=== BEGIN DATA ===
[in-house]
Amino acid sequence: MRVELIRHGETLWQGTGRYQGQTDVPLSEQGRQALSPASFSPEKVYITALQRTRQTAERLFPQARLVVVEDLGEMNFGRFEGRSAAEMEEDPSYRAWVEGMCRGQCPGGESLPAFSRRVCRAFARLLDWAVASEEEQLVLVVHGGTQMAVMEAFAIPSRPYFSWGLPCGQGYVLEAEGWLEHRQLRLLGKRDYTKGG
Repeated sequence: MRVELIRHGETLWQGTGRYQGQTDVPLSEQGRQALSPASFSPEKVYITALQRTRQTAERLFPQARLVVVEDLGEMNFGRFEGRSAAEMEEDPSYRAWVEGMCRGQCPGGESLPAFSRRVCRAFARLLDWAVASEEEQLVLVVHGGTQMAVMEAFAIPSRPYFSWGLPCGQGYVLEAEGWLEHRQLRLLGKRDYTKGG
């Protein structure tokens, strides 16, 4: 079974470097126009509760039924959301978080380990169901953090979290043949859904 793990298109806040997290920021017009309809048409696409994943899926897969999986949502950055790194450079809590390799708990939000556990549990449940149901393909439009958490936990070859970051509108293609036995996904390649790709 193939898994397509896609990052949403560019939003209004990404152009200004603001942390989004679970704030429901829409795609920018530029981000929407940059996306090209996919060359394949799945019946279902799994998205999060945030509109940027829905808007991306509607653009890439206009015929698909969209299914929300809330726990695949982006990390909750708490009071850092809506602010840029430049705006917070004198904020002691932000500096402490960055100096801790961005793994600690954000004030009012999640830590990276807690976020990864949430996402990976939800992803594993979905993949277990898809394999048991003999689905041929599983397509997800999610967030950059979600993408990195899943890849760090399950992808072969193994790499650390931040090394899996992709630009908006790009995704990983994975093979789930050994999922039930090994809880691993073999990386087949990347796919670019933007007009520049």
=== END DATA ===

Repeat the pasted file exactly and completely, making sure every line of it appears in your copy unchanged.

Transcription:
[in-house]
Amino acid sequence: MRVELIRHGETLWQGTGRYQGQTDVPLSEQGRQALSPASFSPEKVYITALQRTRQTAERLFPQARLVVVEDLGEMNFGRFEGRSAAEMEEDPSYRAWVEGMCRGQCPGGESLPAFSRRVCRAFARLLDWAVASEEEQLVLVVHGGTQMAVMEAFAIPSRPYFSWGLPCGQGYVLEAEGWLEHRQLRLLGKRDYTKGG
Repeated sequence: MRVELIRHGETLWQGTGRYQGQTDVPLSEQGRQALSPASFSPEKVYITALQRTRQTAERLFPQARLVVVEDLGEMNFGRFEGRSAAEMEEDPSYRAWVEGMCRGQCPGGESLPAFSRRVCRAFARLLDWAVASEEEQLVLVVHGGTQMAVMEAFAIPSRPYFSWGLPCGQGYVLEAEGWLEHRQLRLLGKRDYTKGG
């Protein structure tokens, strides 16, 4: 079974470097126009509760039924959301978080380990169901953090979290043949859904 793990298109806040997290920021017009309809048409696409994943899926897969999986949502950055790194450079809590390799708990939000556990549990449940149901393909439009958490936990070859970051509108293609036995996904390649790709 193939898994397509896609990052949403560019939003209004990404152009200004603001942390989004679970704030429901829409795609920018530029981000929407940059996306090209996919060359394949799945019946279902799994998205999060945030509109940027829905808007991306509607653009890439206009015929698909969209299914929300809330726990695949982006990390909750708490009071850092809506602010840029430049705006917070004198904020002691932000500096402490960055100096801790961005793994600690954000004030009012999640830590990276807690976020990864949430996402990976939800992803594993979905993949277990898809394999048991003999689905041929599983397509997800999610967030950059979600993408990195899943890849760090399950992808072969193994790499650390931040090394899996992709630009908006790009995704990983994975093979789930050994999922039930090994809880691993073999990386087949990347796919670019933007007009520049």